Monday, May 9, 2016

In Praise Of William Schallert

I heard earlier today that we lost the veteran character actor, William Schallert at the ripe old age of 93. Whether or not you know his name, anybody who grew up with TV from the 1960s and 70s will undoubtedly recognize that face, and probably his voice as well!

William Schallert will probably best be remembered in his dual roles as Martin Lane and twin brother Kenneth, fathers of twin cousins, Patty and Cathy respectively, on The Patty Duke Show. And it is a sad coincidence that we lost Patty Duke herself only this past March. Schallert can be seen in this show episode at the 4:45 mark:

But he was also a very familiar face appearing on countless TV series of the era in guest star roles, including Perry Mason, The Lucy Show, Mission: Impossible, The Wild Wild West, and the famous Star Trek episode, The Trouble With Tribbles. Get Smart fans will also fondly remember Schallert as the ancient Admiral Hargrade, the original Chief of Control.

Although he was usually cast as the easygoing, lanky and likeable gentleman and fatherly type, there were the rare occasions where he was cast against type as the villain. One of these roles had Schallert cast as a sharpshooting hired killer in the episode, The Empty Hours on the early police drama, 87th Precinct, based on the series of crime novels by Ed McBain (of which I am a huge fan!)

William Schallert was primarily a TV actor, but he did make a number of films as well. When I think back on it, I suspect that my introduction to him was when he played the gentle and understanding Professor Quigley in Disney's 1969 comedy, The Computer Wore Tennis Shoes. He was the foil to Joe Flynn's bombastic and frugal college head, Dean Higgins, where he championed the students' various causes against a highly reluctant college administration.

I mentioned earlier that TV viewers of that era would likely know William Schallert's voice, even when heard separately from his familiar image. That's because Schallert's pleasant, folksy voice was pitching numerous products on TV commercials throughout the 60s and 70s. There was one voiceover he did that I was not aware of as being him, though. One of the regular commercial assignments he had was as Milton the Toaster, the animated character on the Kellogg's Pop Tart ads. Here he affects a Brooklyn accent, so I didn't find out it was him until years later!

William Schallert was one of the last oldest surviving veterans of 1960's TV, so his passing really does make many of us sad and wistfully nostalgic for that innocent and vastly entertaining era. RIP William Schallert, and thanks for all the wonderful memories!

Sunday, May 1, 2016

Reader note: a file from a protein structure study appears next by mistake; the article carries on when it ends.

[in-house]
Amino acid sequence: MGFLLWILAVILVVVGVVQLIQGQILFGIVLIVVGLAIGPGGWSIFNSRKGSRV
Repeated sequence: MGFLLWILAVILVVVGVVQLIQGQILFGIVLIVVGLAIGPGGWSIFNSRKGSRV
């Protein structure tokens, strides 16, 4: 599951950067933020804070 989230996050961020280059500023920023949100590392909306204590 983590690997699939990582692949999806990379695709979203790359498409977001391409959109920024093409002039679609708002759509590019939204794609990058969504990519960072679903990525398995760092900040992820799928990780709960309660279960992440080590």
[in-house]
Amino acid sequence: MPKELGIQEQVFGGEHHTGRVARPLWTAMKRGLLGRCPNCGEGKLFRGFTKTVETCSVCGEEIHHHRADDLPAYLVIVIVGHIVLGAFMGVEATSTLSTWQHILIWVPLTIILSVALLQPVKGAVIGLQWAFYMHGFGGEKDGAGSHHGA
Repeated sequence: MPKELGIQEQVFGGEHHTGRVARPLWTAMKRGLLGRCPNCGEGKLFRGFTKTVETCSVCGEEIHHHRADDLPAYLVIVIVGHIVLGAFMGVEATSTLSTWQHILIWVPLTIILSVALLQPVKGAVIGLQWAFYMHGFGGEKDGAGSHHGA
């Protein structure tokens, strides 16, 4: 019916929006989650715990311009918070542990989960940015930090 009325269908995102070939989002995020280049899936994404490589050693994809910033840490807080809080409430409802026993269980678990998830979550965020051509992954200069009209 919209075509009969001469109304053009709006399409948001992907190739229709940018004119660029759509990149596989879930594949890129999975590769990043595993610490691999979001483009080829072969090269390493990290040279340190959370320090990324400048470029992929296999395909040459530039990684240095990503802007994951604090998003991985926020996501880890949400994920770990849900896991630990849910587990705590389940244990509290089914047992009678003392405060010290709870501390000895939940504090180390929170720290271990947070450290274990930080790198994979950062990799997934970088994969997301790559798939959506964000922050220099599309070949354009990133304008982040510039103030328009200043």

Happy Birthday, Eric Goldberg!

I see that today, May 1st, is the birthday of that master Disney animator, Eric Goldberg. Here's a photo of myself and Eric when he came to do a presentation at Sheridan College back in September 2013. Eric is a delightful, jolly little fellow, and his sprightly animation for Disney famously includes the Genie from Aladdin, which Eric caricatured to resemble his voice actor, the great Robin Williams. I have written about that in this previous blog post.

Other characters that Eric has skillfully brought to life in Disney films include Phil, the grouchy little satyr who reluctantly agrees to act as personal trainer to Hercules (who looks uncannily like his voice actor too - Danny Devito!) He also animated Louis, the alligator and aspiring Dixieland jazz trumpeter from The Princess And The Frog. More recently, Eric revived Donald Duck, José Carioca the parrot, and Panchito the rooster, known collectively as The Three Caballeros, for the renovated boat ride in the Mexican pavilion at EPCOT's World Showcase. Which was a fitting assignment, given that the original film characters were masterminded by the legendary animator, Ward Kimball, and Eric is very much this generation's equivalent of Ward, with the accent on highly cartooned design and rapid fire movement in much of his output.

But my favourite animation by Eric Goldberg is the brilliant Rhapsody In Blue segment from Disney's Fantasia 2000, which he directed with so much passion (with wife, Susan Goldberg art directing), as he got to base the overall look on the style of one of his artistic heroes, New York's legendary Broadway caricaturist, Al Hirschfeld. I too share Eric's admiration for Hirschfeld, as he has been the biggest influence on my own approach to drawing caricatures.

I know that Eric was just up this way again only a week ago, giving a lecture and workshop at the Toronto TAAFI animation festival. I regret not being there to see him myself, but I've heard back from several of my former Sheridan College students who were thrilled to hear his lecture and learn animation tips from him. I'm sure it would have been a most enjoyable event.

Happy Birthday to you, Eric Goldberg!